I’m still working on it: Home is where the heart is


Missing my crazy, wonderful, dysfunctional, can’t-live-with-them-can’t-live-without-them family.

By Amanda Lee, adjunct columnist ('12)

I miss home. I didn’t think I would, but I do. Sometimes, it still hits me that I’m not in high school, I’m not with my classmates and friends that I’ve grown up with, and that my family is actually 3,000 miles away across an entire ocean. It’s strange to think that the places and people that I’ve always associated with home, aren’t here anymore.

A part of it is exciting because I love the idea of being somewhere new, of meeting new people, and of trying new things. But a part of me misses the old things. I miss the drive I took to school and strangely enough, picking out which shade of blue polo to wear with my khaki uniform bottoms.

I miss being able to look up at the sky and see the stars. I miss the beach. I haven’t been to the beach once since I’ve been here, and that makes me so sad.

Mostly though, I miss my family. I miss my siblings and our squabbles. I miss my mom’s home-cooked meals because cafeteria food gets old really fast. I miss my old routine, my old norms, my old life.

In my sociology class, we talked about mirrors. Not actual mirrors, but the mirrors that we build around ourselves to help us see who we are and how we identify ourselves. These mirrors that we build can be found in the things we do, the people we hang out with, and the places we go. They reflect us. Our personalities, our likes and dislikes, and the type of person that we are.

But, when you leave the people and the places that you’ve built your mirrors in, your mirrors shatter and you have to figure out who you are all over again.

Granted, you’re not starting from scratch, but you’re in a new place, a new environment with new people. You have the opportunity to shed any reputations, expectations, or images that you used to have and reinvent yourself.

Reinventing yourself is exhausting.

While there’s nothing wrong with branching out, trying new things, meeting new people, and building up those mirrors again, it can be tiring.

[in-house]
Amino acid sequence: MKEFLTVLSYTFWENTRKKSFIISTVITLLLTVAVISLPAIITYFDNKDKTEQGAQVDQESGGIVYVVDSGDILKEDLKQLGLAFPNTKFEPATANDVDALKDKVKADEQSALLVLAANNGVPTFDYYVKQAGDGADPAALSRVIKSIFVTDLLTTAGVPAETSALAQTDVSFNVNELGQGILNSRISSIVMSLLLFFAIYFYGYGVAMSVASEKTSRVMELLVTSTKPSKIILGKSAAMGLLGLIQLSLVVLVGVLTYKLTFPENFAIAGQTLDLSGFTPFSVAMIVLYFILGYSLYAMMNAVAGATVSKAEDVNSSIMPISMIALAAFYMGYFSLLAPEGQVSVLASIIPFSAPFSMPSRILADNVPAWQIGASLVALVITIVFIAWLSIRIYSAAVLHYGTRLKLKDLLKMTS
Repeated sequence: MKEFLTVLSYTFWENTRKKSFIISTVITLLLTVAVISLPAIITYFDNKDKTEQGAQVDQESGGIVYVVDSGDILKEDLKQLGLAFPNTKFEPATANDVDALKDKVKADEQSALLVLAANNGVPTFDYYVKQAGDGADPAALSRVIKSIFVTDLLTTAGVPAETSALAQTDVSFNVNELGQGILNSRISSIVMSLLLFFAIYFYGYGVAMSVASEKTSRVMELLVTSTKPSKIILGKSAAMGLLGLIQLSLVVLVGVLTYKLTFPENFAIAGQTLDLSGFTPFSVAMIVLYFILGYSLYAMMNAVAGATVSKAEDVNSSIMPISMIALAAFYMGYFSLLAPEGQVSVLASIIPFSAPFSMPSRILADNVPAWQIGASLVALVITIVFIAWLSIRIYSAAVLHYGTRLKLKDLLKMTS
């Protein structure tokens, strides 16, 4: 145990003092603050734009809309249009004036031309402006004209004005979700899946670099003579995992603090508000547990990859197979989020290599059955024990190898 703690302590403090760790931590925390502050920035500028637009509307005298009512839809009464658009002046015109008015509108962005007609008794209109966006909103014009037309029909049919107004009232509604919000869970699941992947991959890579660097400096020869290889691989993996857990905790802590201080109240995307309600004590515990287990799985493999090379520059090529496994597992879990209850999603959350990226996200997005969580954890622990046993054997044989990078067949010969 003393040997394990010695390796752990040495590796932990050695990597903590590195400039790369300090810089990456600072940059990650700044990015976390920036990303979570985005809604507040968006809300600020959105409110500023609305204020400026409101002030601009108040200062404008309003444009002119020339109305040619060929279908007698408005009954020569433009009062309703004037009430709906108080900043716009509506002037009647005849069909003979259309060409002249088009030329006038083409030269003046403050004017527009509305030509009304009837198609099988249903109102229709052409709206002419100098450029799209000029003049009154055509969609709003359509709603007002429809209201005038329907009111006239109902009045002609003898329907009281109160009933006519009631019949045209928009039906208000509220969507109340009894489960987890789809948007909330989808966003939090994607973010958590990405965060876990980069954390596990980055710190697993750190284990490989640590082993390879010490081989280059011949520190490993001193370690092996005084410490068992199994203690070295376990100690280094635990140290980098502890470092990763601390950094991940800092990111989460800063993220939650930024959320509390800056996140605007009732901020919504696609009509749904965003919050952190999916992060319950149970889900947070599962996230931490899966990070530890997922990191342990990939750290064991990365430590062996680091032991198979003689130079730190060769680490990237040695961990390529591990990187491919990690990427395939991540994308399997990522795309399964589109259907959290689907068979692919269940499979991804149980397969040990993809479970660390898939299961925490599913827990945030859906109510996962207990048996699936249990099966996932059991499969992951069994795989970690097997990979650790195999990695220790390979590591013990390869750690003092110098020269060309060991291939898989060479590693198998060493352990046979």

Sometimes, I long for the familiar; for the people who knew my back story, who knew about my past and my history.

I long for the people who knew me. Because, then I wouldn’t have to explain why I thought this one thing was funny, why I always have to do that odd thing, or why I say a certain something.

People back home get me, know me, understand me. There was a mutual understanding of who each other was and what they were like.

In college though, when you’re essentially starting all over, there is no understanding. There is no reference page to look back on.

Sure, it’s new, it’s exciting, and exhilarating, and maybe you feel a little dangerous and cool. You’re a new person meeting new people, studying new things at a new school, and living in a new room. Everything is shiny and glamorous and untouched. It’s pure; a clean blank slate where you can write anything and everything or nothing at all. You are the master of your universe.

But, being the master can be a little lonely. Because, at the end of the day, when you’re lying down in the dark in your new bed sleeping next to people you hardly know, you realize that you’re in an unfamiliar room, surrounded by unfamiliar people at an unfamiliar school. Everything is a first, and that’s daunting. Firsts are hard.

Sometimes, I wish for seconds, or lasts, for things that I’ve done before and become accustomed to. I wish for the routine and the regular. I wish for the comfort of worn beds and ritual conversation. I wish for the familiar, the known and the practiced; for the memorized, the habit, and the unconscious subtleties that embellished my life.

Sometimes, I just wish for home.